Construction, and reconstruction, has taken on a softer, gentler side lately. Planners, architects, builders, and managers are now—more than ever—considering how to make buildings “green,” metaphorically, of course! Green building refers to both a structure and the application of processes that are environmentally responsible and resource-efficient throughout a building’s life cycle: from planning to design, construction, operation, maintenance, renovation, and even demolition.
Here are ten reasons you might want to consider when you are looking at investing in a “green project,” whether constructing a new building, or retrofitting an existing one. (With thanks to the USGBC.org and mashvisor.com)
Reason 1: Building green conserves resources
Constructing a building from initial blueprint to completion using eco-friendly methods requires a focus on efficiency and material management. Green buildings are designed to reduce the overall impact of the built environment on human health and the natural environment by efficiently using energy, water, and other resources; protecting occupant health and improving employee productivity; and reducing waste, pollution and environmental degradation.
Reason 2: Green buildings perform better than similar buildings
For LEED and EnergyStar certification, buildings have to reach certain energy performance standards set by the EPA. Obtaining LEED certification requires compliance with a minimum number of criteria affecting many aspects of a project, from site selection to the recycled content of building materials. While participation in the LEED program has been mostly voluntary, some government entities require that publicly funded projects apply for LEED certification and other states and communities are considering this. This certification shows that the building performs better than similar buildings in the nation.
Reason 3: Green buildings are sought by those looking for better health benefits
Millennials, in particular, tend to be eco-sensitive and are searching for buildings that are LEED certified because they want the payback of better air and water, and the resulting health benefits. Most people spend up to 90 percent of their time indoors and many say that they have had personal experience dealing with environment induced illness or poor health.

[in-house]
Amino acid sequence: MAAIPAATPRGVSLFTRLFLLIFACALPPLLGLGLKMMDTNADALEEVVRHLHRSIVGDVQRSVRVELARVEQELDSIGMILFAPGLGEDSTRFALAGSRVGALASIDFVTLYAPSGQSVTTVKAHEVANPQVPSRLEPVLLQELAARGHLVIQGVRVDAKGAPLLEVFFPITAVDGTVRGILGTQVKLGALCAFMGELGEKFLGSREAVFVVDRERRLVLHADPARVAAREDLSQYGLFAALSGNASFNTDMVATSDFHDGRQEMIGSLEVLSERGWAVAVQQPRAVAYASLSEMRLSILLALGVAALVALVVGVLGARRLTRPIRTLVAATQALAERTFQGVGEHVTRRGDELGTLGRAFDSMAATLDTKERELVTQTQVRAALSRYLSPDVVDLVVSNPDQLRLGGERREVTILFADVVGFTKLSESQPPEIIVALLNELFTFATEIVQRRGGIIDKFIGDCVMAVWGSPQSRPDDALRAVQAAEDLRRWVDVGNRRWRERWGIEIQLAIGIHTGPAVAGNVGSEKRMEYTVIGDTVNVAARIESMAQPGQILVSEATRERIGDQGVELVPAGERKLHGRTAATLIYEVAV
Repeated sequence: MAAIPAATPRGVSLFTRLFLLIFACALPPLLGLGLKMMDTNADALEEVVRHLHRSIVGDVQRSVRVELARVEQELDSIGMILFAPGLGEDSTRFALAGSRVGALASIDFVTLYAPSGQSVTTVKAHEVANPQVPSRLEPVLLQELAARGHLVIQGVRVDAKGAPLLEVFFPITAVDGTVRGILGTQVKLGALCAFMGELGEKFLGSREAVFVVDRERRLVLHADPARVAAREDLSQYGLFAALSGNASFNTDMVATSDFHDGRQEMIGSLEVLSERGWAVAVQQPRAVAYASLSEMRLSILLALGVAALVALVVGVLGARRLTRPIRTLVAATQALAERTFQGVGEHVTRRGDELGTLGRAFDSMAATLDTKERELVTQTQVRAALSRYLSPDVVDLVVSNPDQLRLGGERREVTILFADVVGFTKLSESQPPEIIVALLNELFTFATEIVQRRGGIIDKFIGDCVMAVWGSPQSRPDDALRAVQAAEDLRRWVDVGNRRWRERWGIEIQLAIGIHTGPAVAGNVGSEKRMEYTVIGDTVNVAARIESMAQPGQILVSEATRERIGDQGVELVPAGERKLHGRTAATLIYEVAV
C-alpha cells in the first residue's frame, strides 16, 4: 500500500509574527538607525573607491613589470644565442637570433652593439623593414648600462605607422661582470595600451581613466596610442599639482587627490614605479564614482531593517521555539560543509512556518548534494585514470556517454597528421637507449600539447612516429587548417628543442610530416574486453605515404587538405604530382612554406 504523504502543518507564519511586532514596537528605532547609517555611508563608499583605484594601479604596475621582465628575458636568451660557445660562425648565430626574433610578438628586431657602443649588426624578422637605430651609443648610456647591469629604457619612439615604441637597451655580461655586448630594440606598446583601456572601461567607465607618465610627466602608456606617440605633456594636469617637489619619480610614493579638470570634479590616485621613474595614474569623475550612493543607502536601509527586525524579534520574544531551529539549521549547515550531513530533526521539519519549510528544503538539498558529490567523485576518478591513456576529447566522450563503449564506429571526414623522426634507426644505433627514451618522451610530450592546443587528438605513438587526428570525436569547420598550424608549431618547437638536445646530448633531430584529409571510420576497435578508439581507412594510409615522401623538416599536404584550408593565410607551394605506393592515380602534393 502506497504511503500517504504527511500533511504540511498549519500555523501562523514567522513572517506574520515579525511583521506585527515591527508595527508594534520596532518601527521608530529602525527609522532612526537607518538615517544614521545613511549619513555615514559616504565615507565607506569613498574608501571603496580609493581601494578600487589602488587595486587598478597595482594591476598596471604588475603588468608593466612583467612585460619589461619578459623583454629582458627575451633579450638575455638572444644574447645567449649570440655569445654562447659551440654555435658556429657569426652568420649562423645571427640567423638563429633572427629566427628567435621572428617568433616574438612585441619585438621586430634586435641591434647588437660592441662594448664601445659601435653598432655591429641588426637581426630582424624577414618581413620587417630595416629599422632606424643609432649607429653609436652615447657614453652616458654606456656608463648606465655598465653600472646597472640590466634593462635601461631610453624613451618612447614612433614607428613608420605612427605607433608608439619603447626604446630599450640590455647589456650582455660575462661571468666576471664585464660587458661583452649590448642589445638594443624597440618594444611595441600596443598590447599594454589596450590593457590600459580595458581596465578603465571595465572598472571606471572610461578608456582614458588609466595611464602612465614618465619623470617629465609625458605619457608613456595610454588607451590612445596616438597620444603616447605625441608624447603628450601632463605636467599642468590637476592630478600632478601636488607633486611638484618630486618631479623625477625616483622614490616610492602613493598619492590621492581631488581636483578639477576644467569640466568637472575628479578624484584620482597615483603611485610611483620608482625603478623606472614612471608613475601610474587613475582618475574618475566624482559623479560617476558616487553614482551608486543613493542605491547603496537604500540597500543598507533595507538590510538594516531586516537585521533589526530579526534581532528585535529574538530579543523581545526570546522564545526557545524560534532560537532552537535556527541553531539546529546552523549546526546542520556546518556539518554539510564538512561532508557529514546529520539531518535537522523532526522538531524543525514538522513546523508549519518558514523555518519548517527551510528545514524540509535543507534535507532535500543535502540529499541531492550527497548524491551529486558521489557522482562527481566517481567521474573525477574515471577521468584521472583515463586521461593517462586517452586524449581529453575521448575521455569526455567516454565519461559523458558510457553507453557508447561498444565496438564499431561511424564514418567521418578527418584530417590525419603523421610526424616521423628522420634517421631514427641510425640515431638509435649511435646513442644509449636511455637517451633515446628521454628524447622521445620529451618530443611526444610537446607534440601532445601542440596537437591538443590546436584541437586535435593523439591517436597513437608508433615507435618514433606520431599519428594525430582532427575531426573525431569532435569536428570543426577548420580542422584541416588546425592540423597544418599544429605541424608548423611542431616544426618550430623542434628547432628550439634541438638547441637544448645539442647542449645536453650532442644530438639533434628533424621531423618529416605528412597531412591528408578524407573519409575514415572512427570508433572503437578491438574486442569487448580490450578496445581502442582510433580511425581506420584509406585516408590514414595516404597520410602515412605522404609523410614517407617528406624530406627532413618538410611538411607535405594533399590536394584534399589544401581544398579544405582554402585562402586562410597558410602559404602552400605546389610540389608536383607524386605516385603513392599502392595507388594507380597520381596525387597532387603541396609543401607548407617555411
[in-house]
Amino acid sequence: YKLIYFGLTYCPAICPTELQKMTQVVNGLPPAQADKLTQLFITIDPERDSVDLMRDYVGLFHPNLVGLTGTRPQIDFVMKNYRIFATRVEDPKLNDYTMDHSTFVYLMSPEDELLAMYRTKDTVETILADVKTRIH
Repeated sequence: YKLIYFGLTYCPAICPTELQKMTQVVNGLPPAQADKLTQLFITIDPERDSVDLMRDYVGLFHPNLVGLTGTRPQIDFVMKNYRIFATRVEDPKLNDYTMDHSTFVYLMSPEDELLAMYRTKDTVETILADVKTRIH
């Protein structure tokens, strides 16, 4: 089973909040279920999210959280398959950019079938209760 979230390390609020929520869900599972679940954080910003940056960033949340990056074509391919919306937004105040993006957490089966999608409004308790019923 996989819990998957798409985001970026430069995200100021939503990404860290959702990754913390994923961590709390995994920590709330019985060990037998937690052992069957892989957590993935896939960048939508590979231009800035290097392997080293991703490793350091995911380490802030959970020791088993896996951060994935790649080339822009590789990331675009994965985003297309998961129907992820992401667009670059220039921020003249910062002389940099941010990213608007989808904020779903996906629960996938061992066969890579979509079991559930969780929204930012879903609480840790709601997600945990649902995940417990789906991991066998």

According to the EPA, heating and cooling accounts for about 43 percent of all energy use in the country, which contributes to air pollution and generates the largest amounts of greenhouse gases. By improving energy efficiency, green buildings also help reduce indoor air pollutants related to serious health issues.
Reason 4: Green buildings save maintenance costs
Eco-friendly structures have shown that such buildings can save as much as 20 percent on annual maintenance costs. Operating cost savings, shorter payback periods and increased asset value in new green buildings and green retrofits have been consistently reported. And retrofits typically reduce operation costs by almost 10 percent in just one year.
Reason 5: Green buildings have increased re-sell value
Upfront investment in green building also makes properties more valuable, with a growing number of building owners seeing a 10 percent or greater increase in asset value. The percentage of owners reporting that level of growth has nearly doubled since 2012.
Reason 6: Green buildings are global solutions for reducing carbon emissions
Buildings account for almost 40 percent of global energy-related CO2 and will play a major role in the sustainable transformation many buyers and tenants are demanding.
Reason 7: Tenants are willing to pay more for LEED building space
A report from the Los Angeles market showed that while non-efficient buildings could be marketed at $2.16 ft2, LEED buildings in the same city were easily leased at $2.91 ft2. That’s a 25 percent increase. Bamm!
Reason 8: Building green contributes directly to more jobs
Green construction’s impact on job growth in 2015 was at 3.3 million jobs; the contribution to the GDP was about $134 billion. Green building is estimated to account for one-third of national construction jobs.
Reason 9: Green buildings promote resilience-enhancing designs
Green buildings promote the use of durable materials, thoughtful site selection, rainwater collection, grid islanding, energy efficiency, onsite renewable generation, and more.
Reason 10: LEED projects divert millions of dollars’ worth of waste from landfills
Standard building practices use and waste millions of tons of materials each year; green building uses fewer resources and minimizes waste. LEED projects are responsible for diverting more than 80 million tons of waste from landfills, and by 2030 that number is expected to grow to 540 million tons, according to the United States Green Building Council.